12 environment protection trends

The Nature Conservancy experts identified 12 global trends in environment protection bringing hope for 2018 and beyond.

1. Two-thirds of the world's oceans that cover half the planet don't belong to any one country. The UN resolution for protection of these seas was an unprecedented step backed by 140 countries.

2. A shift in public health practices is underway as policymakers and healthcare providers alike focus on the connections between nature and human health.

3. Major private equity firms start bringing forth their transactions that aggregate deals in several different areas, including food and water security, and climate resilience. If this trend continues, private investments could start to make a dent in the estimated $300-400 billion gap (€240-325 billion) that currently exists in annual funding for global conservation needs.

4. New leaders are emerging to tackle climate change. Six EU countries, including Greece and Hungary, have met their climate change targets early, and China has already met one of its four main climate change goals. Some 50 countries have ambitions to use 100% clean energy by 2050, including Germany, which is already sourcing 85% of its power from clean sources.

5. Nature itself is emerging as the most game-ready carbon storage technology and one of the most important ways to begin reaching international climate goals now. Natural climate solutions could play a bigger role than previously thought, potentially delivering 37% of cost-effective carbon dioxide mitigation needed by 2030.

6. Many scientists and farmers believe the emerging understanding of soil’s role in climate stability and resilient agriculture will prompt a paradigm shift in how we feed the planet. Healthy soil makes it possible to grow nutritious food, filter clean drinking water, soak up carbon from the atmosphere and even generate economic gains by increasing agriculture yields.

7. A focus on investing in and working with natural systems could have significant benefits for conservation efforts. While nations like the Netherlands are long used to living with water and working with nature, climate change is mobilising communities around the world to follow their example.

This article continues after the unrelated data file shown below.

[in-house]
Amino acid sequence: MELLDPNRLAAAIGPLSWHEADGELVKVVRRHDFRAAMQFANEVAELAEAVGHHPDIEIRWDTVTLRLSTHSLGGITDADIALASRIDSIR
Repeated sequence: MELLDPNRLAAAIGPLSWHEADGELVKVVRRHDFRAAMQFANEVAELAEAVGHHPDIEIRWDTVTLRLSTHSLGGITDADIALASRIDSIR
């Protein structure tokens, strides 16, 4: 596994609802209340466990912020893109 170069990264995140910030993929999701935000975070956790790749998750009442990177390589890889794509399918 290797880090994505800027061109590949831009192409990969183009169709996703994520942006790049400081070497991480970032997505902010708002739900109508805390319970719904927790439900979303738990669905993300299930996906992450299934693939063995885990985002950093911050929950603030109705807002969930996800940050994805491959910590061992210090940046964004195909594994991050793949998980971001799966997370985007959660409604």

8. One of the most significant areas of work, unsurprisingly, is in data capture and analysis. "Technologies that have revolutionized so many sectors of the economy have the potential to transform the way we do conservation." - Brian McPeek, President, The Nature Conservancy.

9. Companies know that investing in nature means investing in the future. The private sector’s alignment with global agreements like the Paris Climate Accord and the UN Sustainable Development Goals (SDGs) signals an important commitment to addressing some of the world’s most urgent environmental challenges.

10. Our clean energy future is arriving faster than we thought. Through larger scale planning efforts and changes in siting and grid development practices we can minimize impact on habitats while potentially accelerating the uptake of clean energy sources.

11. Mayors, planners, architects and others are re-defining the concept of the "sustainable city", expanding the definition from energy efficiency and carbon footprint to include a focus on the functionality and livability of cities for the people.

12. While we’re seeing positive trends, we still have a long way to go on shared global goals. We need to start increasing investment in accountability, scientific research, innovation and real-world solutions in all these fields.

Source: The Nature Conservancy, 1 February 2018. Read the full article.